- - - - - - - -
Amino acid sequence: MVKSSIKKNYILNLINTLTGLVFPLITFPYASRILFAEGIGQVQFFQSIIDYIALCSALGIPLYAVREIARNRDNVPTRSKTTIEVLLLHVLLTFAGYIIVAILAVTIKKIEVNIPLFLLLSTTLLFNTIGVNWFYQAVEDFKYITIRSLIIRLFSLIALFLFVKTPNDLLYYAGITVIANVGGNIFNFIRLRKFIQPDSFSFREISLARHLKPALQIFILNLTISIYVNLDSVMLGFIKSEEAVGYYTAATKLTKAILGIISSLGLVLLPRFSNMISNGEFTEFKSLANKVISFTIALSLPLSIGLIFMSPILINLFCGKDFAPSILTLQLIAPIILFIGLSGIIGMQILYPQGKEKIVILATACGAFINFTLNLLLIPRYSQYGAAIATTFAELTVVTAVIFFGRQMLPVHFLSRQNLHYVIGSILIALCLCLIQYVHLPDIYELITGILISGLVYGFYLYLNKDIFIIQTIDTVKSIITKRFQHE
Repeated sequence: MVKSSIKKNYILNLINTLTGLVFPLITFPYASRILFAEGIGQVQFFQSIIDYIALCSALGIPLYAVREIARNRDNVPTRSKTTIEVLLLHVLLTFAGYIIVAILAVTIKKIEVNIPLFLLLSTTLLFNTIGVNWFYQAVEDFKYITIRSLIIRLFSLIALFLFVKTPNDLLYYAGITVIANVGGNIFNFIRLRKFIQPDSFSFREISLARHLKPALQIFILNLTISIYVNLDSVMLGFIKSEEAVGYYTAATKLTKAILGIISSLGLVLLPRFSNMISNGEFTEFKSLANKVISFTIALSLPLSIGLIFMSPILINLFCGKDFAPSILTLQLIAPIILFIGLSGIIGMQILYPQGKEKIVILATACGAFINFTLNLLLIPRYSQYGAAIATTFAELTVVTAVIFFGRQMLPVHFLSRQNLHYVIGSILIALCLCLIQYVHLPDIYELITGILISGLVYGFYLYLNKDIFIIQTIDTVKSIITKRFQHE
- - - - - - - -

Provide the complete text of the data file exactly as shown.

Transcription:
Amino acid sequence: MVKSSIKKNYILNLINTLTGLVFPLITFPYASRILFAEGIGQVQFFQSIIDYIALCSALGIPLYAVREIARNRDNVPTRSKTTIEVLLLHVLLTFAGYIIVAILAVTIKKIEVNIPLFLLLSTTLLFNTIGVNWFYQAVEDFKYITIRSLIIRLFSLIALFLFVKTPNDLLYYAGITVIANVGGNIFNFIRLRKFIQPDSFSFREISLARHLKPALQIFILNLTISIYVNLDSVMLGFIKSEEAVGYYTAATKLTKAILGIISSLGLVLLPRFSNMISNGEFTEFKSLANKVISFTIALSLPLSIGLIFMSPILINLFCGKDFAPSILTLQLIAPIILFIGLSGIIGMQILYPQGKEKIVILATACGAFINFTLNLLLIPRYSQYGAAIATTFAELTVVTAVIFFGRQMLPVHFLSRQNLHYVIGSILIALCLCLIQYVHLPDIYELITGILISGLVYGFYLYLNKDIFIIQTIDTVKSIITKRFQHE
Repeated sequence: MVKSSIKKNYILNLINTLTGLVFPLITFPYASRILFAEGIGQVQFFQSIIDYIALCSALGIPLYAVREIARNRDNVPTRSKTTIEVLLLHVLLTFAGYIIVAILAVTIKKIEVNIPLFLLLSTTLLFNTIGVNWFYQAVEDFKYITIRSLIIRLFSLIALFLFVKTPNDLLYYAGITVIANVGGNIFNFIRLRKFIQPDSFSFREISLARHLKPALQIFILNLTISIYVNLDSVMLGFIKSEEAVGYYTAATKLTKAILGIISSLGLVLLPRFSNMISNGEFTEFKSLANKVISFTIALSLPLSIGLIFMSPILINLFCGKDFAPSILTLQLIAPIILFIGLSGIIGMQILYPQGKEKIVILATACGAFINFTLNLLLIPRYSQYGAAIATTFAELTVVTAVIFFGRQMLPVHFLSRQNLHYVIGSILIALCLCLIQYVHLPDIYELITGILISGLVYGFYLYLNKDIFIIQTIDTVKSIITKRFQHE